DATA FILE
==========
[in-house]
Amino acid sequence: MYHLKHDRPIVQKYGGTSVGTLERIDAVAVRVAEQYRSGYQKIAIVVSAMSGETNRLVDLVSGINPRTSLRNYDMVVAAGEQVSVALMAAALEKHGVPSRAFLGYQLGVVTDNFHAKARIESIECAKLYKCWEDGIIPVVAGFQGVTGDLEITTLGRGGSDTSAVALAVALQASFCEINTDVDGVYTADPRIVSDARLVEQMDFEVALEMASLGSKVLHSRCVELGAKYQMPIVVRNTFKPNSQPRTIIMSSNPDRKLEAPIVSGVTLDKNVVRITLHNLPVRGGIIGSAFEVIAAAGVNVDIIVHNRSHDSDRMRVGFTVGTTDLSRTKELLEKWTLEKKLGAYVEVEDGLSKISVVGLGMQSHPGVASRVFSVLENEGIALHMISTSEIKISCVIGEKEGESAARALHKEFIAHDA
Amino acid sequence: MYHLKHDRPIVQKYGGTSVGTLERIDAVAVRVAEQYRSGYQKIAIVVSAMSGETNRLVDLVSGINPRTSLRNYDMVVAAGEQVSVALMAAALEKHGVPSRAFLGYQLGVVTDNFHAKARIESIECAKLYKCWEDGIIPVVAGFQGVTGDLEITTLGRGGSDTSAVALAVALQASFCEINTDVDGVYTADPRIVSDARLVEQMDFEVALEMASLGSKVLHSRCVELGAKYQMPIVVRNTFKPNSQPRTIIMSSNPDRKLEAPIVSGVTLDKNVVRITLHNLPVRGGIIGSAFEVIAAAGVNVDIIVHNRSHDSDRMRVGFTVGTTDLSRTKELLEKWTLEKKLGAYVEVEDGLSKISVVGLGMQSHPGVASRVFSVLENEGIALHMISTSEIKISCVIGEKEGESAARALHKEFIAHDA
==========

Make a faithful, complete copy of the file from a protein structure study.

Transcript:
[in-house]
Amino acid sequence: MYHLKHDRPIVQKYGGTSVGTLERIDAVAVRVAEQYRSGYQKIAIVVSAMSGETNRLVDLVSGINPRTSLRNYDMVVAAGEQVSVALMAAALEKHGVPSRAFLGYQLGVVTDNFHAKARIESIECAKLYKCWEDGIIPVVAGFQGVTGDLEITTLGRGGSDTSAVALAVALQASFCEINTDVDGVYTADPRIVSDARLVEQMDFEVALEMASLGSKVLHSRCVELGAKYQMPIVVRNTFKPNSQPRTIIMSSNPDRKLEAPIVSGVTLDKNVVRITLHNLPVRGGIIGSAFEVIAAAGVNVDIIVHNRSHDSDRMRVGFTVGTTDLSRTKELLEKWTLEKKLGAYVEVEDGLSKISVVGLGMQSHPGVASRVFSVLENEGIALHMISTSEIKISCVIGEKEGESAARALHKEFIAHDA
Amino acid sequence: MYHLKHDRPIVQKYGGTSVGTLERIDAVAVRVAEQYRSGYQKIAIVVSAMSGETNRLVDLVSGINPRTSLRNYDMVVAAGEQVSVALMAAALEKHGVPSRAFLGYQLGVVTDNFHAKARIESIECAKLYKCWEDGIIPVVAGFQGVTGDLEITTLGRGGSDTSAVALAVALQASFCEINTDVDGVYTADPRIVSDARLVEQMDFEVALEMASLGSKVLHSRCVELGAKYQMPIVVRNTFKPNSQPRTIIMSSNPDRKLEAPIVSGVTLDKNVVRITLHNLPVRGGIIGSAFEVIAAAGVNVDIIVHNRSHDSDRMRVGFTVGTTDLSRTKELLEKWTLEKKLGAYVEVEDGLSKISVVGLGMQSHPGVASRVFSVLENEGIALHMISTSEIKISCVIGEKEGESAARALHKEFIAHDA